Nervous aggression, what do I do?

Posted by 1whisper
Feb 20, 2008
Hi all, I have a 14mth husky/collie mix, she is a lovely natured dog most of the time but has a real problem with strangers. If we are out and she is off her lead when a stranger approaches she will stop, crouch down and start to bark and growl. She doesn't really show the teeth but she will chase off and snap at their heals. She is also very weary of strangers in the house. My son came home the other day with a friend who has never met our dog (Whisper), we were all chatting and smiling but she was having none of it, she kept backing off and growling at him. When I tried to take her over to introduce her she hid under the kitchen table.

Can anyone suggest what I should.
I suppose I'm more concerned about her meeting strangers when out for her play runs as this reduces the amount of places I can take her to let her run off her energy.

She was a rescue dog of about 6-9 weeks when we got her but have been told that her being a rescue dog should not be the reason she is the way she is
Posted by Blue
Feb 20, 2008

It sounds like your dog is under socialized, I found some advice on nervousness from another person with a timid collie type dog, in this forum. Perhaps you can apply some of the techniques described by Todd when dealing with a timid dog.

Hope this helps,

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HI there and thank you for your email.

Scared dogs are a common thing and they usually get worse unless you deal with them so it is great that you want to make her more confident.

The first advice i would give you is to ensure you and your family members have read and understand the techniques in the bonus book "Secrets to becoming the Alpha Dog". These are great techniques for maintaining or establishing your position at the head of the household. No matter what the problem is all dogs need to know where the stand in the house for both yours and their peace and comfort.

Here are some ways to reinforce your position-

1) If you come across your dog while she is sleeping or lying on the floor then you can reinforce your position as alpha dog by making her move so that you can pass by.

2) Make sure that you always go through doorways first. A good method to reinforce your position as alpha dog is to walk your dog around the house on the leash, making your dog wait while you walk through doorways first.

3) At mealtimes make sure that your dogs eat after all of the humans have.

4) Do not feed your dog tidbits or let it pester you at the table. Save the morsels and tidbits for training sessions instead.

5) Do not greet your dog straightaway when you arrive home. Make it wait until you are ready and then call it to you.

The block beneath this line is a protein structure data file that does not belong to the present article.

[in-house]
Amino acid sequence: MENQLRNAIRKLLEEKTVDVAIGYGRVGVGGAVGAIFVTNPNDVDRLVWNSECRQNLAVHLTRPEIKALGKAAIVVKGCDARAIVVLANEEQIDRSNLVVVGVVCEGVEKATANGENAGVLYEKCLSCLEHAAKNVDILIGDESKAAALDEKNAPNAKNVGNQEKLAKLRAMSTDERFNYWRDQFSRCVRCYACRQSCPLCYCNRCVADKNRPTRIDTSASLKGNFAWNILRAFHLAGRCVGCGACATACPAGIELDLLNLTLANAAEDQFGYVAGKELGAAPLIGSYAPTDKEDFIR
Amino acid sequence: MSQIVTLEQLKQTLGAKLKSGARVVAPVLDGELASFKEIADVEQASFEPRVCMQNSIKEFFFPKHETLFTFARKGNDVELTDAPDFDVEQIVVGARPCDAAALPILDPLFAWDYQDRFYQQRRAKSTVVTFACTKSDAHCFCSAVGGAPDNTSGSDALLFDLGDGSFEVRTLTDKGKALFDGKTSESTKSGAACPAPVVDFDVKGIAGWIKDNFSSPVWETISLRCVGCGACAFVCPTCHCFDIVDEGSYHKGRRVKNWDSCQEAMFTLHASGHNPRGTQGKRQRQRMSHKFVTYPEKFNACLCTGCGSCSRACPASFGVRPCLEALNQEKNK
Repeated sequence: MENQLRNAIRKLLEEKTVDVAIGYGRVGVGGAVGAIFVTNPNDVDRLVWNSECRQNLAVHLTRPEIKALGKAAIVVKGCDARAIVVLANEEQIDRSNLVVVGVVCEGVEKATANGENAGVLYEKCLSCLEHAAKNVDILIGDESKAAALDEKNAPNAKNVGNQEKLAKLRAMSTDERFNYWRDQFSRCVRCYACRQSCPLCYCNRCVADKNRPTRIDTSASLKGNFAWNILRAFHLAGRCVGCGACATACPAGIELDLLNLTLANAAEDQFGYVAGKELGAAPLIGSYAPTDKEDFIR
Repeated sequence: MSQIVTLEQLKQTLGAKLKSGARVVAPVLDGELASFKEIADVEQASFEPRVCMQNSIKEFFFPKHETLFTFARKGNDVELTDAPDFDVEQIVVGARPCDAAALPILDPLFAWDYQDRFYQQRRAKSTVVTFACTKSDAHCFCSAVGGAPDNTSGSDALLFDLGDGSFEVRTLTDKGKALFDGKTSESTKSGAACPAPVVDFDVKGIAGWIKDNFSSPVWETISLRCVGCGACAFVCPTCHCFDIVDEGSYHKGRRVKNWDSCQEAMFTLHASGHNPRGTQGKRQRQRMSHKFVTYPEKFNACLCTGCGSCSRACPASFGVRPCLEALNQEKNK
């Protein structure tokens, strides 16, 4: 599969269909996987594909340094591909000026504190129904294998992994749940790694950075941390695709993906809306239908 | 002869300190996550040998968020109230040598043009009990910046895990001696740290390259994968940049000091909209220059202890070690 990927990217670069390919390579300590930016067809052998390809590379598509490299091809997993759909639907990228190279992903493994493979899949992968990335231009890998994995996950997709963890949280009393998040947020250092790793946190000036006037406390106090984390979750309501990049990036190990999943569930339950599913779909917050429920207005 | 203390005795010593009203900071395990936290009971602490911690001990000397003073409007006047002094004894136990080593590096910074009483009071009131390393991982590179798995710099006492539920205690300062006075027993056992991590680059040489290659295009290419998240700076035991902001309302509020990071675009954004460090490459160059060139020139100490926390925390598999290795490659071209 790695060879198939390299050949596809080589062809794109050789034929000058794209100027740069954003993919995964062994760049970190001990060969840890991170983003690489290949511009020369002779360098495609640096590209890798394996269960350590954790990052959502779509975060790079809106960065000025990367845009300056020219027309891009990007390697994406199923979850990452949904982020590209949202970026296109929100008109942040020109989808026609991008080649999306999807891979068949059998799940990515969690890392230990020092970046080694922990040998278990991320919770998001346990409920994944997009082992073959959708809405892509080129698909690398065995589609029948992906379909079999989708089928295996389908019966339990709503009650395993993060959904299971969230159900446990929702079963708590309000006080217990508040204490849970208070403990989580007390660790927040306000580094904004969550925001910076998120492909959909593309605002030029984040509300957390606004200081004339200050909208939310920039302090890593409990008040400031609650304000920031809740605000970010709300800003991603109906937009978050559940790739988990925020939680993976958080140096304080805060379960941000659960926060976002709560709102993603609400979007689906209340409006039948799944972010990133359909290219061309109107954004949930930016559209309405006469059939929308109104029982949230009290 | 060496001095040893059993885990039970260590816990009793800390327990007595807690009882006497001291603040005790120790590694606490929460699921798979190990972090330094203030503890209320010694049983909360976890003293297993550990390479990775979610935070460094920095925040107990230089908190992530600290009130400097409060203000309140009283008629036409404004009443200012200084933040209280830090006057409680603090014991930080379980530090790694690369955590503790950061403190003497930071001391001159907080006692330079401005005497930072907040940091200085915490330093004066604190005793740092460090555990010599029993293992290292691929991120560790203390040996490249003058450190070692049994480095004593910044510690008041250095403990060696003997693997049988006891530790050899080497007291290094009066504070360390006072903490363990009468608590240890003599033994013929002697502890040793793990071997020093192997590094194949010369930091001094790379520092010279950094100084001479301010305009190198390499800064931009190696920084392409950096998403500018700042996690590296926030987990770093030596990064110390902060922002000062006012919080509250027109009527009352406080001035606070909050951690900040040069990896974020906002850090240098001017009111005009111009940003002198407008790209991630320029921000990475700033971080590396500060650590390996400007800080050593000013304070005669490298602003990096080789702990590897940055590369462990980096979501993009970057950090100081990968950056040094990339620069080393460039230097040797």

6) Whenever your dog want attention or anything wait till they are sitting and being well behaved.

7) When you give a command make sure that you are in a position to enforce the action that you require from your dog, especially in the initial stages of Alpha Dog training. Also, use the Alarm-No-Command technique as described in the Alpha Dog bonus book to reprimand your dog if it does not obey your command.

The best way to deal with fear is to ignore her when she is being fearful. This means no eye contact, turning away from her and not speaking to her. Any attention will only encourage her.
Now ignoring her alone will not work. You must also reinforce her confidence. Wait until she starts to not cower or hide as soon as she shows some confidence give her praise and attention. This with the reprimanding will help build her confidence.

The best way to help her with specific things she is scared of is to introduce her to them in a safe situation like at home. Get a friend you know well to visit your home.
Get her to sit away from them.

Your visitors must:

*Not directly approach the dog at any time, this will only increase its anxieties

*Not stare the dog in its eyes, direct eye contact is intimidating for a submissive, fearful type because it reminds the animal that you are a predator. A predator or potentially threatening person/animal will keep eyes on eyes and quietly approach head on (which is most often how we approach our pets without realizing it).

*Talk in quiet voices while the dog is around. A big booming voice would not help in the beginning, in time this should not matter though

*If your dog becomes agitated, let it into a quiet room.

*After a while have the visitor get down to the dogs level (i.e sit on the floor) and if the dog seems comfortable it may approach the visitor.The visitor should not pat the dog, or look it in the eye unless the dog seems comfortable.

Continue to introduce people in this gentle manner. It may take your dog a few months to become used to strange people or it could take a few years, but patience and perseverance can only help in the end.

Do this the same way with other things. Again ignore and reinforce.

After a while you can try out in public following the same principles. Good luck it will take time. But please let me know how things go

Kind Regards
Todd Field